"Clean up" photo from October 9, 1965 courtesy of Charlie Jensen.

"Clean up" photo from October 9, 1965 courtesy of Charlie Jensen.


I want to thank Stu Shaner for the use of his archives in the construction of this web page. I also want to thank Robert Morris for the use of his beautiful color train photographs. Check out Robert's web page link below!

I want to thank John Mistler for publishing an article I wrote based upon this web site on March 3, 2004 in the TERRITORIAL DISPATCH, Marysville, California.

On March 30th, 2006 the Oroville Mercury Register newspaper produced a special supplement to the paper called "OUR TOWN - 100 YEARS OF OROVILLE".

Fortunately for me, and thanks to the editors of the paper and reporter Bridget Bowers, I was able to participate in the honoring of the 100th Anniversary of Oroville, a town I still hold near and dear to my heart.

Bridget produced an article for the supplement based upon this web site. It turned out very well. It was factual and quoted this site and even me! Thanks to all involved for your efforts!

Thanks go out to Sean Carnahan of Reno, Nevada. In June 07 he provided me with more detailed information and photos regarding the wreck. Some things I didn't even know existed! Thanks Sean!

Thanks also to Ken Anderson, who in February 2009 sent me the highest quality photos of the train wreck that I have ever seen. They are included in this site. His father worked on Oroville Dam.

Thanks to Charlie Jensen and his wife Judy of Oroville who I spent several fascinating hours with on 3-13-10 going over this accident and a lot of Oroville history. Charlie was there that night right after the accident and helped with the clean up for two days. He worked on construction of Oroville Dam and the Thermalito Diversion Canal from 1965 through 1967. He also contributed photos that were taken of the recovery and clean up.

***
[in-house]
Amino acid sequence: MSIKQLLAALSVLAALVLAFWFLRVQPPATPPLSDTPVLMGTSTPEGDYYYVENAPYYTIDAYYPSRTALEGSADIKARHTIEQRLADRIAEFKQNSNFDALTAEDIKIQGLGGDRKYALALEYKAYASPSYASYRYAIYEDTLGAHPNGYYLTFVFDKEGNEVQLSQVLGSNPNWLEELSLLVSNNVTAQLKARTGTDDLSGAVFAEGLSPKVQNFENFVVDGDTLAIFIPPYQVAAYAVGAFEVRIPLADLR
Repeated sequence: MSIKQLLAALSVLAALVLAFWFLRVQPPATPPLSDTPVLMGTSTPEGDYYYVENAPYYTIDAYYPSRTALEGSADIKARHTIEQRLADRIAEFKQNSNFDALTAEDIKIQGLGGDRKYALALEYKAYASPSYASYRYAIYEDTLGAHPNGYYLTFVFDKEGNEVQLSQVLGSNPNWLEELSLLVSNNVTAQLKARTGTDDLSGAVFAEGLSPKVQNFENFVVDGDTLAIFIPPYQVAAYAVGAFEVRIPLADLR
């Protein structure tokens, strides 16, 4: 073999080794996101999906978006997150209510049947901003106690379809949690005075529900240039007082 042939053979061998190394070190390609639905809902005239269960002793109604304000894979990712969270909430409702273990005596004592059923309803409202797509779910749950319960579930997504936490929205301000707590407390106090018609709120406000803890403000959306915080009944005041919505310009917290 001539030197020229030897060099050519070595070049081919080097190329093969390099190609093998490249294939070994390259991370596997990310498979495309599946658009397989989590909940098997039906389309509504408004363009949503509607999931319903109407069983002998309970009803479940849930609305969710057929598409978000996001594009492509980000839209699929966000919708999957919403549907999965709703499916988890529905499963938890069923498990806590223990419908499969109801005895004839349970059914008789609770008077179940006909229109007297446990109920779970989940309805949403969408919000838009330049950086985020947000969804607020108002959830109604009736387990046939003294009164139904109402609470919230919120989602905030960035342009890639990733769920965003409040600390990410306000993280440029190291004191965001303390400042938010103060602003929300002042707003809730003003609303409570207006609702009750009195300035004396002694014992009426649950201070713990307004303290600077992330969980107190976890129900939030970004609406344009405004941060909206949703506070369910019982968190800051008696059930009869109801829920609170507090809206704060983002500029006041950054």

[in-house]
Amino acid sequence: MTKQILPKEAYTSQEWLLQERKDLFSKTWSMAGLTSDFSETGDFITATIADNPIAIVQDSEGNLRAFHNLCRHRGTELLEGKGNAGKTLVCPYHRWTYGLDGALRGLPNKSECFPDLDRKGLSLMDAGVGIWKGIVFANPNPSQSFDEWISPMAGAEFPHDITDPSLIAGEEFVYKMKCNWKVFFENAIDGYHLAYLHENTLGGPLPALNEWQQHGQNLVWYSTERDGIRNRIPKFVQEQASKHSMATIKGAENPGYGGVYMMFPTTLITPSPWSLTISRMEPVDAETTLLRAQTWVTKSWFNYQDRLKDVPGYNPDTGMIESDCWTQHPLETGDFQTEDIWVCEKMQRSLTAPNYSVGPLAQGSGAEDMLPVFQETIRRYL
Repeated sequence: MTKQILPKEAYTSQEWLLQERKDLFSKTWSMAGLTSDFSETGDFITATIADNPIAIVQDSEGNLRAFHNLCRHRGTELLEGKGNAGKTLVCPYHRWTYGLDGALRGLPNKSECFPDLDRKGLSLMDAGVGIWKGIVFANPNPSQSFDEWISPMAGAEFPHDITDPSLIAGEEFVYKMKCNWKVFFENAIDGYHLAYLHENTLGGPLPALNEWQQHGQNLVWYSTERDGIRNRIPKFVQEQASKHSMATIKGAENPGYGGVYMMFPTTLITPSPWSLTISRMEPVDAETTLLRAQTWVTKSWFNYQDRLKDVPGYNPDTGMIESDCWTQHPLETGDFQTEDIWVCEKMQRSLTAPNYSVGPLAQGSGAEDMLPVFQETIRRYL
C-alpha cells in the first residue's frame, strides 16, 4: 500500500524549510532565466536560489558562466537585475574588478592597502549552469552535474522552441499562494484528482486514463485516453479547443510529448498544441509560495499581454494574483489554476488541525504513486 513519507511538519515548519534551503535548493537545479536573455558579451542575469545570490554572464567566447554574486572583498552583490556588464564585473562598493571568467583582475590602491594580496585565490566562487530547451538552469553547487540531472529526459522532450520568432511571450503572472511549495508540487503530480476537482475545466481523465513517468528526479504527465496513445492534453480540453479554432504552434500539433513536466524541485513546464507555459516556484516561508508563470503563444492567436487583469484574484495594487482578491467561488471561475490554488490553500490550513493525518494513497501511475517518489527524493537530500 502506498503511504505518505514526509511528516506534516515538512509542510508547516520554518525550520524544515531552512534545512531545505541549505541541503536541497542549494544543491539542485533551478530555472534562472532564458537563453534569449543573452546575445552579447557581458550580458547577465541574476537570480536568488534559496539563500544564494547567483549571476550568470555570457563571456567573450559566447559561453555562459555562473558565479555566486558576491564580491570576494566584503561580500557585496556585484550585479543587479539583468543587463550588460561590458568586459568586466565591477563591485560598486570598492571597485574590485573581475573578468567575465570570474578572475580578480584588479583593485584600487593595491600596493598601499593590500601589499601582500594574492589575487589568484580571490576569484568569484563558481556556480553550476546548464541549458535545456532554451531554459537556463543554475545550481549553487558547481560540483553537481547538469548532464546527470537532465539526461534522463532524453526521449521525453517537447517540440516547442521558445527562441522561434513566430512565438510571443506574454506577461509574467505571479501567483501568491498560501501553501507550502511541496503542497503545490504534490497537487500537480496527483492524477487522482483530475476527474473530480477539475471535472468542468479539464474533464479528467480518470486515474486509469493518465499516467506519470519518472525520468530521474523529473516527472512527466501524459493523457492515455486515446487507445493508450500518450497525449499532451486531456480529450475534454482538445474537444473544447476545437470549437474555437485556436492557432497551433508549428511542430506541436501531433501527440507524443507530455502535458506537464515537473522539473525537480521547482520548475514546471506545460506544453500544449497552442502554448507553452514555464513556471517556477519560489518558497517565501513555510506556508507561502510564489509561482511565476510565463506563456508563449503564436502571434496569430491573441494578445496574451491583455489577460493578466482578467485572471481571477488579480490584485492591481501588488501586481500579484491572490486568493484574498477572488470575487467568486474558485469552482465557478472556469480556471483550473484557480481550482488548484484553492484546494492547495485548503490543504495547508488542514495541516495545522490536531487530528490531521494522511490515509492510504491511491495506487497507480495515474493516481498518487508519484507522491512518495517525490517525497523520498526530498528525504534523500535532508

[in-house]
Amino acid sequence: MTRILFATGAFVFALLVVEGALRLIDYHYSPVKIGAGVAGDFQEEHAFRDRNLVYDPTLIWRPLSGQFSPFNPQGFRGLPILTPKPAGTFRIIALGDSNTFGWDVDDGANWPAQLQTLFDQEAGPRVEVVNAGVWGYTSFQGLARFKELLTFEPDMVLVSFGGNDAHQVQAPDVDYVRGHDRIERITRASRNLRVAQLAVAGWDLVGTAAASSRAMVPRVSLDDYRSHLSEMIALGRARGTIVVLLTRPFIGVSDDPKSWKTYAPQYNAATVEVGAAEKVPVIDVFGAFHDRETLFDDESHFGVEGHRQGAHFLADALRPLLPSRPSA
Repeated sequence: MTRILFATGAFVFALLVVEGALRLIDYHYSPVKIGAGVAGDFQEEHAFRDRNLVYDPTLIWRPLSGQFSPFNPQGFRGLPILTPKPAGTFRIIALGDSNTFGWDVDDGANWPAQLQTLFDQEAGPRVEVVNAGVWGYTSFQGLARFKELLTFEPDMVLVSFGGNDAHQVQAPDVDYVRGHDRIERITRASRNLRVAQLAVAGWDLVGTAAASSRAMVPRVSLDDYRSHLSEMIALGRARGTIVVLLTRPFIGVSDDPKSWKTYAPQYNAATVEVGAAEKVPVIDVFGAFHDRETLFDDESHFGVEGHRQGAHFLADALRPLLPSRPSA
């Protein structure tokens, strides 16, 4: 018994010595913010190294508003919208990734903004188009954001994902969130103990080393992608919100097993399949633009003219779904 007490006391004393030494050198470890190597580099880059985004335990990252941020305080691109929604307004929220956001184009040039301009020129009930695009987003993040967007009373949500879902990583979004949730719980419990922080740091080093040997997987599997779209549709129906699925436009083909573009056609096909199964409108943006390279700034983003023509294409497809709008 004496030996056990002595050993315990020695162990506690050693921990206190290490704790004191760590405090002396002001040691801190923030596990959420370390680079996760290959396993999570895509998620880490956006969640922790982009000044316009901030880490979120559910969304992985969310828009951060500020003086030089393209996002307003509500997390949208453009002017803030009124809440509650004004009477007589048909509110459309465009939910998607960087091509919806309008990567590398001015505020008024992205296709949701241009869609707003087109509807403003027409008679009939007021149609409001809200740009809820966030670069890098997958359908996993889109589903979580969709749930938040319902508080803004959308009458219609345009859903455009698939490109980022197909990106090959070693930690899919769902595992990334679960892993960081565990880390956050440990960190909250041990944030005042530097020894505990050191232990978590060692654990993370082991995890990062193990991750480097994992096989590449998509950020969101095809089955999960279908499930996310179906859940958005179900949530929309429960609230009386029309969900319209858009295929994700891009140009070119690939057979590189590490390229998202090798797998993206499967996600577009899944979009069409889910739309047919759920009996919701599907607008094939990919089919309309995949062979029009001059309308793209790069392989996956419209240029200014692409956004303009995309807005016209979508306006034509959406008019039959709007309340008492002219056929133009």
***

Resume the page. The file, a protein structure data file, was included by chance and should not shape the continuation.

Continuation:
Additional thanks go to my friend, and big "Oroville History Fanatic", Rick Kellogg for analyzing every intricate detail of this web site and keeping me accurate! The below photo was taken on August 1, 2011 in front of Francisco's Restaurant. Rick is showing off his Yamaha Tmax.

#8010 in November 1965


Recently I have received several e-mails from readers who wanted directions to the tunnel. Here they are:

From downtown Oroville, head east on Montgomery Street (It turns into Orange Avenue). Turn left on Long Bar Road. Turn left on Colina Way. Turn Left on Pinemont St. Turn Right on Lausen St. Turn left on Lakeland Blvd. Go to end of paved road. A few feet past the paved road you will see a dirt road on the right. Hike around the gate and go down the hill (you can either hike or bike). When you get to the railroad bridge veer right and just follow the shoreline. You can't miss it. Additionally, there are several "Trailhead" signs to follow that may be of assistance to you.


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Larry Matthews


This web site was established January 22, 2002.

This web site was last updated on December 2, 2019.